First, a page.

DK: Understood. Tell me about your concerts and festivals that you’ve been a part of; you started at 9 singing in bars, but had already taken it to places like Cornerstone Festival. What are some of your favorite experiences from your live shows?

AA: My favorite experience was last May at the Montauk Music Fest in Long Island, New York. We were about to take the main stage after 2 performances on side stages, when it started to rain. We had come all the way from Chicago, driving straight through, put my own money into this trip, and we missed getting up on the main stage because of rain. The fest asked us to play indoors, instead, and it turned out to be the best audience ever! They were singing along, my mom had agents from NYC swarming her afterwards, and my band played the best gig they ever have. I am hoping to be invited back there this year to have that moment on the main stage!

DK: That is awesome! It just shows that you never know who will be at your shows and what can come of them.

A couple years ago, you had the pleasure of appearing in a T-Mobile holiday commercial filmed at Schaumburg’s Woodfield Mall. How did you manage to be part of that wonderful event?

AA: I auditioned with a Chicago casting agent. I actually got a call back for the lead, so it was really exciting! Everyone I worked with was great. We have kept in touch in a facebook group where we root each other on and support each other. It was an experience that was so powerful, to hear all of those voices come together as one. We filmed it 9 times and my mom cried every time we did it. It was pretty awesome! I made some great connections and good friends. We call each other “pink sisters”.

DK: So, with all of your great involvements, how have you managed to manage your time so effectively to take on so much in your life?

AA: There are times I put my energy into acting 100% and other times, I focus on music 100%. It just depends on what opportunities that I have at the moment. I enjoy both acting and singing so much. They both are my soul’s passion! Acting/modeling jobs also are a good way to help pay for music and video production.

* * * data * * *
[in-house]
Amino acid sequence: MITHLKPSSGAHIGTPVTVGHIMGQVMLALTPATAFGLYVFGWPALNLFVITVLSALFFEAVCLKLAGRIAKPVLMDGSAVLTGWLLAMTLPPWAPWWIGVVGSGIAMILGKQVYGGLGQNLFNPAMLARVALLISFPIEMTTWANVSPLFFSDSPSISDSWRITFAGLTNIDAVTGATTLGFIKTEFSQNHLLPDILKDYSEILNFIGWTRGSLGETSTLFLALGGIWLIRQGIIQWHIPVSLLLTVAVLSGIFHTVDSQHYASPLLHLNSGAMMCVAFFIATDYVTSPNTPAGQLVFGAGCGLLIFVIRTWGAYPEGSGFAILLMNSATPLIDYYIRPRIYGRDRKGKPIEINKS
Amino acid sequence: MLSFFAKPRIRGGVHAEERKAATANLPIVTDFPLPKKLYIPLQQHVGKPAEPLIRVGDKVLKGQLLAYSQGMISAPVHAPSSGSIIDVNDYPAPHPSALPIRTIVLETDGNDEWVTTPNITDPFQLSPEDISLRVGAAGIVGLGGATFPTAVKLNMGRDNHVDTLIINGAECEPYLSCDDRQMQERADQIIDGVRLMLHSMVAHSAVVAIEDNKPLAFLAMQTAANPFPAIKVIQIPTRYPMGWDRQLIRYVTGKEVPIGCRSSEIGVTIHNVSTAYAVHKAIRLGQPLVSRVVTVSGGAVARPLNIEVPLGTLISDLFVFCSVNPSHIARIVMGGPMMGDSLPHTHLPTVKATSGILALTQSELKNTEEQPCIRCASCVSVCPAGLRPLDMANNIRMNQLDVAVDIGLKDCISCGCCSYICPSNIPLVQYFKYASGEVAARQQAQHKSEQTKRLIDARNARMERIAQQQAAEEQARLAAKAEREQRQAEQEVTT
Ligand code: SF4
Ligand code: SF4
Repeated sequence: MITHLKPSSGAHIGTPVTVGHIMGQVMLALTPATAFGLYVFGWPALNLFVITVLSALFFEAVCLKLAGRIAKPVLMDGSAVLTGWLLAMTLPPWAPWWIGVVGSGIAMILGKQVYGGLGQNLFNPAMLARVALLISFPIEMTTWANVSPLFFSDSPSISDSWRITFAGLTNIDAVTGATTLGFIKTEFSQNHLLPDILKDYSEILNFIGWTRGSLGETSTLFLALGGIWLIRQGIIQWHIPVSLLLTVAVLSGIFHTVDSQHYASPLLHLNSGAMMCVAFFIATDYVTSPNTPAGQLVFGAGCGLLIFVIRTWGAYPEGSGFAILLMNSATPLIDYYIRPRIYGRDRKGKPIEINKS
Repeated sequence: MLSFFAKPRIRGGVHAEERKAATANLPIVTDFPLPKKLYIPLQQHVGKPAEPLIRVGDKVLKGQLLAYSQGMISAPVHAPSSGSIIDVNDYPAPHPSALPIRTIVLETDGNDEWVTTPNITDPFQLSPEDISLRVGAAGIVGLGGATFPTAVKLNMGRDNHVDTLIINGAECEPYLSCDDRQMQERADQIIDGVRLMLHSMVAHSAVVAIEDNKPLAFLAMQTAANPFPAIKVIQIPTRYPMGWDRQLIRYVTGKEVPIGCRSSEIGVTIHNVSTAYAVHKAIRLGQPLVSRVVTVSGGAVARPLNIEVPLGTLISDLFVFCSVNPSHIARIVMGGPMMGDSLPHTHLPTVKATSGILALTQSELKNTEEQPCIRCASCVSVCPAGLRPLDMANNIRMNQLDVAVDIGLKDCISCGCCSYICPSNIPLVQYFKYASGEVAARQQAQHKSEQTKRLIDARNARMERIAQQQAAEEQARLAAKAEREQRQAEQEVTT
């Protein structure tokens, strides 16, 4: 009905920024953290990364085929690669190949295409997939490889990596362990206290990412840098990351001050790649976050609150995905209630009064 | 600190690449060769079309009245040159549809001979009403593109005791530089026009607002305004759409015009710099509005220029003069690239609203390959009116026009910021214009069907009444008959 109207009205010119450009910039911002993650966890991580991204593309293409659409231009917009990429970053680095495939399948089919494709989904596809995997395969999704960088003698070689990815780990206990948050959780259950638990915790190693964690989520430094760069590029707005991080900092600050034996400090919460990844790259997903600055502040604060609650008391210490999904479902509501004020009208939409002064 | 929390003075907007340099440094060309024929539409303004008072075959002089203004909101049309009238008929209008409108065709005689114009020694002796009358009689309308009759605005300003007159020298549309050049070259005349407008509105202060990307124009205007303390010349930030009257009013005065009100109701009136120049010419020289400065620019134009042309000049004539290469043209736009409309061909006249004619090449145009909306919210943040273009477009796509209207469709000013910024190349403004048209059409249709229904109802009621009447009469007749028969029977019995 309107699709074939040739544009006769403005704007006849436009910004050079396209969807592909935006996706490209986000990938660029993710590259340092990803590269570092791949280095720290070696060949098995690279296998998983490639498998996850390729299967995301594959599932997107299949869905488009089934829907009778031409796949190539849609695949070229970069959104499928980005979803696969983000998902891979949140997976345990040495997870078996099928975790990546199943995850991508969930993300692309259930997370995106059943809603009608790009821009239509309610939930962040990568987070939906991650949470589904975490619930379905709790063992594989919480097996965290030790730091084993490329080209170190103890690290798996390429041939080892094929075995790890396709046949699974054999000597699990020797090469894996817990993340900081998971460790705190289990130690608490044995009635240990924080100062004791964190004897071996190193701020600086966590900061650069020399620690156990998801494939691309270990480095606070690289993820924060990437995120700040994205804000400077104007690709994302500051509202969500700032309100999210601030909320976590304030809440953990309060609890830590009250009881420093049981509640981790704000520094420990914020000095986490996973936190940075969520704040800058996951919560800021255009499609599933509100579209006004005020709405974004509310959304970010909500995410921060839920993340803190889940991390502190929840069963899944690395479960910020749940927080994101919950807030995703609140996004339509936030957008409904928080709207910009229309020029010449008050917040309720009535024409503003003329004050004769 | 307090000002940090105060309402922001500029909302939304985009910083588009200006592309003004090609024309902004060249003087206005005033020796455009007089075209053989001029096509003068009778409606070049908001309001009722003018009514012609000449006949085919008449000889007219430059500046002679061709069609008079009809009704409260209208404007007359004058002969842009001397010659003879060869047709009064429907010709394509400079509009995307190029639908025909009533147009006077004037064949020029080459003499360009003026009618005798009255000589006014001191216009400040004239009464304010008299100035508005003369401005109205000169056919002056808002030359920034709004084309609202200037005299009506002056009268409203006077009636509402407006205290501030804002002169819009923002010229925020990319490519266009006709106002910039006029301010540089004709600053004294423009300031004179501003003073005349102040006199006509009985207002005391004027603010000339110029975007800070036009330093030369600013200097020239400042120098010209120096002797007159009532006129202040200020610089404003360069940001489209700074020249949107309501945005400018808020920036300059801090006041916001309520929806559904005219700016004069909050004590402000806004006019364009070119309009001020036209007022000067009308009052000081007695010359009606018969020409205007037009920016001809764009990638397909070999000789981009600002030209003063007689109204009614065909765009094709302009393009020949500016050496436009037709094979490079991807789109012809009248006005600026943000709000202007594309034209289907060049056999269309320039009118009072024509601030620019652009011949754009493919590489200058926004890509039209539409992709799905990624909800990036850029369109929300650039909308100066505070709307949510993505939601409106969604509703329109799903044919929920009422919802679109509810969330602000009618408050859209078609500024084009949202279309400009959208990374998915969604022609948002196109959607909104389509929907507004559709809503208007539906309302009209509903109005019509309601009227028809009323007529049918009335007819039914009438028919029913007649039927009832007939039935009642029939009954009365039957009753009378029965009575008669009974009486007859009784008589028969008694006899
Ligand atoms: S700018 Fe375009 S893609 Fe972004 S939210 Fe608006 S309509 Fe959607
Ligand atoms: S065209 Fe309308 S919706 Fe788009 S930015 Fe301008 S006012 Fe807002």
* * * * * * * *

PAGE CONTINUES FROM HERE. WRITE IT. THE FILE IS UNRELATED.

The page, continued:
DK: Now, as you briefly mentioned before, you have a new EP coming out soon, please share as much as you can about it with us… it is very exciting to know more great music is on the way from you!

AA: The new EP is called “Plaything” and it is the result of a successful kickstarter campaign I had last year. Four of the songs on this EP were produced and recorded at The Ontic, in Studio City/LA, California. I worked with Rye Randa and Jeff Foxworth. This EP shares the same self empowerment message that I hope to have in all of my music.

DK: Excellent! So glad to hear it! When and where will it be available for people to buy? Will there be any pre-orders?

AA: It should be up on iTunes by the end of January. For pre-orders, you can email me directly at: ashleighashton@sbcglobal.net

DK: Sounds great! I (personally) cannot wait!

What are some of your long-term goals that you’d like to see yourself accomplish?

AA: I want to grow as a person, an artist and hope to have a platform where I can connect with others and share my music and message. I also would love to live in California, as there are so many awesome opportunities for music and acting, not to mention, it is warm there! I fell in love with it and cant wait to be there again!

DK: Yeah, I hear you on the warm temps… with our current below zero that we’re going through now…! :-)